With nearly 300 exhibits, Van Eyck to Dürer also requires stamina, but little energy is wasted on written commentary (sensibly saved for the 550-page catalogue). Put crudely, the exhibition’s argument is simple: Flemish influence flowed irresistibly eastward until the prints of Schongauer and Dürer started a flow in the other direction. But of course things were more complicated than that. Martin Schongauer was influenced by Rogier van der Weyden and Dürer travelled in the Netherlands, though the 1521 journey commemorated here was more of a lap of honour than a pilgrimage, ashis fame preceded him. In the show’s last room, with its four Dürer paintings,we see why.

But even Dürer stole the landscapes in his prints from the Flemish, and in his paintings he never surpassed the realism of their detail. The show is stuffed with staggering examples, from the pile on the carpet at the feet of Van Eyck’s ‘Virgin and Child with Canon Joris van der Paele’ to the shine on the proto-cubist coffee pot behind Robert Campin’s ‘St Barbara’. A competition for painting fur is narrowly won, in the final room, by Dürer’s ‘Portrait of a Man’ (1521) over Quinten Metsys’s ‘Peter Gillis’ (c.1520). But with the exceptions of Schongauer, Dürer and the Bruges-based Hans Memling, most of the non-Netherlanders struggle with pictorial realism, shoehorning their Madonnas into wedge-shaped interiors and clothing them in drapery with folds like paper. The sort of realism that comes naturally to them is not an advantage: their babies tend to be fatter, their Virgins coarser and their martyrdoms more brutal.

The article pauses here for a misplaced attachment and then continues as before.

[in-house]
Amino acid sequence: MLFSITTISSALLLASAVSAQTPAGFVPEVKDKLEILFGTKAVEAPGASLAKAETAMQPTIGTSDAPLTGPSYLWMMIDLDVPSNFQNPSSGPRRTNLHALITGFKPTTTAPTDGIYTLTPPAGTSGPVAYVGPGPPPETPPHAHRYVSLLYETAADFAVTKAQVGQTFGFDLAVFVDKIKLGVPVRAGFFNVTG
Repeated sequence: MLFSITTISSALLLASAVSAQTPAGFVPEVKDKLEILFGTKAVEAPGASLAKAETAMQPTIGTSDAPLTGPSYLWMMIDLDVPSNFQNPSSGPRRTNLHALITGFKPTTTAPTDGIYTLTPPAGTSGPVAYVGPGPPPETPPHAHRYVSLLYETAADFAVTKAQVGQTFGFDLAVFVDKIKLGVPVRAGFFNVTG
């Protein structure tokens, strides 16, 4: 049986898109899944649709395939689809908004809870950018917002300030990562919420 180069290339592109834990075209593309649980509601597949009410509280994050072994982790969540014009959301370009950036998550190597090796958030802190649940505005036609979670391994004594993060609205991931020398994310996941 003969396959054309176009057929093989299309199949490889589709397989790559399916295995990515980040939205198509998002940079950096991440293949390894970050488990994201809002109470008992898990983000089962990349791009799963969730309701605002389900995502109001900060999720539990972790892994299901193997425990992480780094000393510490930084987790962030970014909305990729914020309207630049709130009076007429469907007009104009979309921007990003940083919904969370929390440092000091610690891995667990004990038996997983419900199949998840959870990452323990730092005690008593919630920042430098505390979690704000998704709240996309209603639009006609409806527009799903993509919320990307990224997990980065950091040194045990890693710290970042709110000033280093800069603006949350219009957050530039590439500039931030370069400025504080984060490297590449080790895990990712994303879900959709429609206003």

The connections made by this show will fascinate scholars, but there’s a danger, for the inattentive visitor, of masterpieces being lost in the mix. On my first visit, I walked straight past Van Eyck’s exquisite drawing of a seated ‘Saint Barbara’ (1437) patiently waiting for her church to be built. Other highlights I would have kicked myself for missing were Van Eyck’s ‘Virgin and Child with Canon Joris van der Paele’, with its touching image of the overawed donor fumbling with hankie, prayer book and spectacles in the holy presence; Hugo van der Goes’s ‘Death of the Virgin’, with its psychologically complex group portrait of 12 grown men on the brink of crying; and Dürer’s ‘Saint Jerome’, with its unorthodox view of the usually ascetic Doctor of the Church as a rugged outdoor type with a deep tan and the sort of clunking fists you could imagine grasping a lion’s paw.

In pictorial terms, this is reality of the highest rank. Luc Tuymans’s terms of reference are more contemporary: he looks for realism in gritty subject matter. The Reality of the Lowest Rank, by definition, has no highlights, but I was moved by the Polish sculptor Alina Szapocznikow’s 1972 Herbier series of polyester moulds of her son’s body, opened out and stretched on to board like flayed skin. On the other hand, the blunt symbolism of Polish painter Andrzej Wróblewski’s painting ‘Mother with killed son’ (1949) — the son is painted blue and has a real bullet hole through his heart — left me cold. One lesson learnt from these two very different exhibitions is that realism can heighten emotional impact — but only realism of the highest rank.